A company being a juristic person is capable of owning, enjoying and disposing of property in its own name. It is an owner distinct from its members. During its existence and in case of winding up, the company’s property belongs to the company alone and not its members even if they hold virtually the entire share capital. Members hold shares in the company and have a right to receive dividends but they cannot claim ownership rights over the assets and property of the company.

Contractual Rights

A company can enter into contracts and enforce contractual rights in its own name. Members cannot enforce contracts entered into by the company, even if they hold majority shares. The privity of contract bars members from suing or being sued on company contracts as the company has a separate legal existence. Similarly, the company is not exposed to any contractual liabilities that members take on in their personal capacity.

Transferable Shares

The capital of the company is divided into transferable units called shares. Members can transfer their shares freely subject to restrictions in the company’s Articles. There is no permanent tie between the company and shareholders. Transferability of shares provides liquidity to shareholders and stability to the company. Stock exchanges further facilitate trading in shares. The free transfer of shares also enables members to adjust their interest in the company, which is another flexibility available.

Delegated Management

The shareholders elect a board of directors to direct, manage and conduct the affairs of the company. Shareholders do not directly participate in the day-to-day management and functioning of the company which is carried out by professional managers appointed by the directors. There is thus a separation of ownership and management in a company.

Access to Capital and Capital Lock-in

A company can raise larger amounts of capital by issue of shares to the public and from the financial markets. It also has access to loans and debt. Investments stay locked in the company giving it permanent capital. The capital base of the company is not affected by the death, retirement or insolvency of individual members.

Regulated Organisation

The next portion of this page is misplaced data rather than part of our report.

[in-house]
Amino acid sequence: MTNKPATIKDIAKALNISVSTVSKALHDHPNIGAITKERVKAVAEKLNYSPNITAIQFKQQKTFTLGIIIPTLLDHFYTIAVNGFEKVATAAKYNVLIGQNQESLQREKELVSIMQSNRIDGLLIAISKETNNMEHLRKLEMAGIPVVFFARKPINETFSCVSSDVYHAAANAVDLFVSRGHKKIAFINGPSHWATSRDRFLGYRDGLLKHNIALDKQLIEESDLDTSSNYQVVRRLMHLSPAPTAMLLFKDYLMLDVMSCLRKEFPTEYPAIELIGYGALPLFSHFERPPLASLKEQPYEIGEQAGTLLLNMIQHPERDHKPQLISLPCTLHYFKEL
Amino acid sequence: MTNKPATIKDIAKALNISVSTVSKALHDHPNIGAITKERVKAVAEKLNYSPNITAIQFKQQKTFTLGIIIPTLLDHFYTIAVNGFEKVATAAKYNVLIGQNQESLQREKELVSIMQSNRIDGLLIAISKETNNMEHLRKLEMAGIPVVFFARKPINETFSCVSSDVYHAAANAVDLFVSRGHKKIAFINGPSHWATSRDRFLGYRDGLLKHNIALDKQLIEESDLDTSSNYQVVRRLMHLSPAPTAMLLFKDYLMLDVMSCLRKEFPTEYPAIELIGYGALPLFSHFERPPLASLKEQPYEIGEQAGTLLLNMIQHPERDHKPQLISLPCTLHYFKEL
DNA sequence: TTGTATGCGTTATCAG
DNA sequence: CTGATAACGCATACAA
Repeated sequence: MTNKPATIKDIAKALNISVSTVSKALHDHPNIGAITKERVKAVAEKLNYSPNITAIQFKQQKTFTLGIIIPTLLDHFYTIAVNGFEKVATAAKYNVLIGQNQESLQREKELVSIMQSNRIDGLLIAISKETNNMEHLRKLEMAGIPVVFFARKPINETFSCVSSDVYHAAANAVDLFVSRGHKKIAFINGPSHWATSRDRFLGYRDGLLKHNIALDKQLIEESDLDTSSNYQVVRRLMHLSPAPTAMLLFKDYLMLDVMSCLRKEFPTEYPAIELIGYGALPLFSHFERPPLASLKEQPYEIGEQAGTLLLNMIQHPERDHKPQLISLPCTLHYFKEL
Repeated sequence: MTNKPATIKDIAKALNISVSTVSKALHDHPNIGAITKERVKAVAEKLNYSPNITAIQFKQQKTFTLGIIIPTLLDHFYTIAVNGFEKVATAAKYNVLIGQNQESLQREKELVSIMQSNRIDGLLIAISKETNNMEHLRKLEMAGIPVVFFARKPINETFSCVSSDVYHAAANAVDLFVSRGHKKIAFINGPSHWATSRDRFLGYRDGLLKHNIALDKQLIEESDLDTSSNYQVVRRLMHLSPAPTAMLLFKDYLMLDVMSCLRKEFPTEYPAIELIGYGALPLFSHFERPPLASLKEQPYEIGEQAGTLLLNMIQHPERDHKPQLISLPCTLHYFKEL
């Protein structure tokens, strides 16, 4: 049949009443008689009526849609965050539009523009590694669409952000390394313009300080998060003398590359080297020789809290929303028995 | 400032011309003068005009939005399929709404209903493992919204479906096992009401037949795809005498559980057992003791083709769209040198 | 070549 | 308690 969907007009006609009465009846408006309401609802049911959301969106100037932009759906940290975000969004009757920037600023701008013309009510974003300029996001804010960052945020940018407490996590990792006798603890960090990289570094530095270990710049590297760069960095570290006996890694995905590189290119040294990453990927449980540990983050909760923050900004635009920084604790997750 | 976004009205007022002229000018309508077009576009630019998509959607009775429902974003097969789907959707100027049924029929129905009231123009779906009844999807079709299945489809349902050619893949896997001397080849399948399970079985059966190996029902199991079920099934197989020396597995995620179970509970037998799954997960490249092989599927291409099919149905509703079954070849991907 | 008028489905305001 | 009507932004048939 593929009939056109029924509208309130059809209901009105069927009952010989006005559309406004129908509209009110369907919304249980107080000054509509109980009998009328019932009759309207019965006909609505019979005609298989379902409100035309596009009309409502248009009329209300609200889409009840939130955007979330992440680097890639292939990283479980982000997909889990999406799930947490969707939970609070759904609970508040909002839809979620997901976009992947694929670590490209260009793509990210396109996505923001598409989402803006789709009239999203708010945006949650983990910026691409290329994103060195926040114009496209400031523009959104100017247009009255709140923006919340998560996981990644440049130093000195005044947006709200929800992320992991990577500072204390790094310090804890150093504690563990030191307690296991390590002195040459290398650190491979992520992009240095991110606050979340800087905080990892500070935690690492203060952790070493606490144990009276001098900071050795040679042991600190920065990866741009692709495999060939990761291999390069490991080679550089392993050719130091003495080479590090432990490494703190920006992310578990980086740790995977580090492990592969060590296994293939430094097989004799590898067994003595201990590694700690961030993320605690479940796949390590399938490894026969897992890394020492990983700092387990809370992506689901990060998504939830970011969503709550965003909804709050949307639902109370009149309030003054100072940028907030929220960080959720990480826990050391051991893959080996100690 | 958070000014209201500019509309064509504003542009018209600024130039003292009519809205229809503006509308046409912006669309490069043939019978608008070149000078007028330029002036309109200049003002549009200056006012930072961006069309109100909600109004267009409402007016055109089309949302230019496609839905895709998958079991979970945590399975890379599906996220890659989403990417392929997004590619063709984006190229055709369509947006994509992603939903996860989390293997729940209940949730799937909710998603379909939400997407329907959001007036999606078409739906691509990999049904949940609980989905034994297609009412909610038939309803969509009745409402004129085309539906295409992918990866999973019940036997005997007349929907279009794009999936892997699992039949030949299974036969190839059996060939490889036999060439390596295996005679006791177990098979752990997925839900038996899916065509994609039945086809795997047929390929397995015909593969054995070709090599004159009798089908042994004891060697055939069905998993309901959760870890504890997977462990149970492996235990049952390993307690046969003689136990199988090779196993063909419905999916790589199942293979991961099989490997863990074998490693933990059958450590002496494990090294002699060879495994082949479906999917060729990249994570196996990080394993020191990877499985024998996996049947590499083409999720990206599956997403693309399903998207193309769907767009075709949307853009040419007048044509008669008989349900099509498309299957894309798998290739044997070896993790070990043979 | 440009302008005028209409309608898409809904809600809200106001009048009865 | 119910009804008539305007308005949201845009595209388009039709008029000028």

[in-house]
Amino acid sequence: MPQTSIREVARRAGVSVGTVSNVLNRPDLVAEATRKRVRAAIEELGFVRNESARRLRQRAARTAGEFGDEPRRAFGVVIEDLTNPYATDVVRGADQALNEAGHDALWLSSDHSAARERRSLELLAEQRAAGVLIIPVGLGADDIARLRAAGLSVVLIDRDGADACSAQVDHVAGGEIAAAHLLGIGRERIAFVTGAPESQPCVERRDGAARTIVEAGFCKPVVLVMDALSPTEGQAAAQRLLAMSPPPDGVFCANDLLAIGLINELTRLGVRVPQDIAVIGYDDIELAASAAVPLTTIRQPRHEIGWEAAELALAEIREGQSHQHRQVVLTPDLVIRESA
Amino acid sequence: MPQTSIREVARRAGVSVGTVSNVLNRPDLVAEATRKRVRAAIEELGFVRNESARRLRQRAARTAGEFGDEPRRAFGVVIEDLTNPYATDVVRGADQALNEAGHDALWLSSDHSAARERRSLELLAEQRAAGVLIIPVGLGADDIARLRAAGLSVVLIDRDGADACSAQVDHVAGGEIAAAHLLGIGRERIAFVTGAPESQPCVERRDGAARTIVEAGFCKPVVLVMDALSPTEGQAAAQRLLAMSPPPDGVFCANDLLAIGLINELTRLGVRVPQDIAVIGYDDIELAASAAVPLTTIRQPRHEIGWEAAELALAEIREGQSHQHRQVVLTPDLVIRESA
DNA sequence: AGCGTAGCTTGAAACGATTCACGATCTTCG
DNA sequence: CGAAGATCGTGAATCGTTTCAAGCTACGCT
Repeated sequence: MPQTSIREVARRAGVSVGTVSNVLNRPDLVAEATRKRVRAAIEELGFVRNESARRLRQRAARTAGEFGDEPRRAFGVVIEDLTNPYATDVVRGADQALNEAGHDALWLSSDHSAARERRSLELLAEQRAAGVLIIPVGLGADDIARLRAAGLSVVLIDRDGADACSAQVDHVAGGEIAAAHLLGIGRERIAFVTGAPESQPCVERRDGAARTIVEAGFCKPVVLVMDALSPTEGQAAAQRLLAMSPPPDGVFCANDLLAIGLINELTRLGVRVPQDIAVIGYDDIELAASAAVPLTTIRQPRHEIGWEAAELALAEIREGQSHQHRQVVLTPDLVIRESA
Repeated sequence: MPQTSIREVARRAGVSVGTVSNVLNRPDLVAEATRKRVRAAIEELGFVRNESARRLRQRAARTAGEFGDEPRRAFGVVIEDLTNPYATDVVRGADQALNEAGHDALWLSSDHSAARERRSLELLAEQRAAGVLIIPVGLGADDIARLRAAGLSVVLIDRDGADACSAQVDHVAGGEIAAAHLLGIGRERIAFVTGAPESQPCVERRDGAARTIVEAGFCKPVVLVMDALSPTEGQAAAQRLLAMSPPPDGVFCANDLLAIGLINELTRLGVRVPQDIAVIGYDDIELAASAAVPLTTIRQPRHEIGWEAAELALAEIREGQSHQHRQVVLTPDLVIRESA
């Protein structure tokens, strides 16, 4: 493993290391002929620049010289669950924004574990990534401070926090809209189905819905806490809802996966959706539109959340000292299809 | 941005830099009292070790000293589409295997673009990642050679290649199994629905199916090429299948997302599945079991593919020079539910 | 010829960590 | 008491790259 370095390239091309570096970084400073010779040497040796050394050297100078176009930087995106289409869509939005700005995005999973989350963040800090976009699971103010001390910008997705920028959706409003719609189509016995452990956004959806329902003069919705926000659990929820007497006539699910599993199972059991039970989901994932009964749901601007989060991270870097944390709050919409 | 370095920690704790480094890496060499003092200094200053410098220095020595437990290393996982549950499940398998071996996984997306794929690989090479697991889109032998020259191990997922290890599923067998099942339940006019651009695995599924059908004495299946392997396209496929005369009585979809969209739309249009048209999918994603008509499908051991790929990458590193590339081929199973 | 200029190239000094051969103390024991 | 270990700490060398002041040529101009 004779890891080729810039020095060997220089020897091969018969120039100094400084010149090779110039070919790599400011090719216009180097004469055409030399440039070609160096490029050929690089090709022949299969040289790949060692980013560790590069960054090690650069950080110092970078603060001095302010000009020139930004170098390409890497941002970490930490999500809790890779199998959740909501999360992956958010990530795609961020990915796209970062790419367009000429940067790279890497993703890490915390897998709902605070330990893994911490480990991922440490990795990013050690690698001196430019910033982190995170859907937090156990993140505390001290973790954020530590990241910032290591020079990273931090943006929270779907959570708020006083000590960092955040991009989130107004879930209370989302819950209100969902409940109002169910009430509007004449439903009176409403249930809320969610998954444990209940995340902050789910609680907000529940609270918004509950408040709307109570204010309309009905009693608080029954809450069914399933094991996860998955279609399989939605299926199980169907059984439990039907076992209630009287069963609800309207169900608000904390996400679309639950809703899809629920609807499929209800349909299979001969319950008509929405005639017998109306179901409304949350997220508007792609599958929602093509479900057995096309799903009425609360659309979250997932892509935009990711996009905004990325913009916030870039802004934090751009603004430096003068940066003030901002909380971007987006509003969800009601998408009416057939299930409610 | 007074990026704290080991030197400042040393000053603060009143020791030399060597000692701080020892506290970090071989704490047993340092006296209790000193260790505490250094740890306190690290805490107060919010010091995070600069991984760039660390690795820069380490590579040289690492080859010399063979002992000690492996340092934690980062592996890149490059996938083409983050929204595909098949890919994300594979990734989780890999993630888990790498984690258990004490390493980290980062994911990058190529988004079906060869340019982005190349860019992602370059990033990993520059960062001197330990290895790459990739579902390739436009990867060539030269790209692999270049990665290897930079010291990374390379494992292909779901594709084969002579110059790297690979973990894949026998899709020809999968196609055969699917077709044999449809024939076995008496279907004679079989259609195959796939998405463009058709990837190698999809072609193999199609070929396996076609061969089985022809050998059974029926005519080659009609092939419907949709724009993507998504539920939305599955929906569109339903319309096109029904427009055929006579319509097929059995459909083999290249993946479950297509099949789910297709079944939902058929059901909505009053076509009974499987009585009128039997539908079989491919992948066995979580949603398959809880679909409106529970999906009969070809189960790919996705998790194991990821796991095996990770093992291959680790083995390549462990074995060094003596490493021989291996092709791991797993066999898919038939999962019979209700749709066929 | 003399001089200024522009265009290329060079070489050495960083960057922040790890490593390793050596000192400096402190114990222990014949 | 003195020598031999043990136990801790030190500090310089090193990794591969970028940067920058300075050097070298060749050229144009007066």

A company’s functioning is regulated by law. It is incorporated under the provisions of the Companies Act by registration with the Registrar of Companies. It must adhere to prescribed procedures, rules and regulations in all aspects including management, administration and taxation. This investors confidence in the company’s credibility and transparency.

Voluntary Association for Profit

A company is a voluntary incorporation by persons to undertake business activities for earning profit which is distributed to shareholders. The only exception is a company registered under Section 8 which is for promoting commerce, art, science, charity or other useful objectives and prohibits payment of dividend to members.

Termination by Law

A company being an artificial creation of law continues to exist till law ends its existence. Generally, it comes to an end through the legal process of winding up. However, legal devices like reorganization, reconstruction and amalgamation also terminate the existence of the company.

To summarise, a company has a distinct legal personality from its members. It provides benefits like limited liability, perpetual succession, transferable shares, access to large capital and professional management. Companies are regulated entities and must comply with legal provisions. The critical aspects that define the nature of a company and make it a popular form of business organization are its separate legal existence, limited liability for shareholders, ability to acquire assets and enter contracts in its own name and its direction by professional managers elected by shareholders. Companies are voluntary associations formed by members for the purpose of earning profit and regulated thoroughly by law.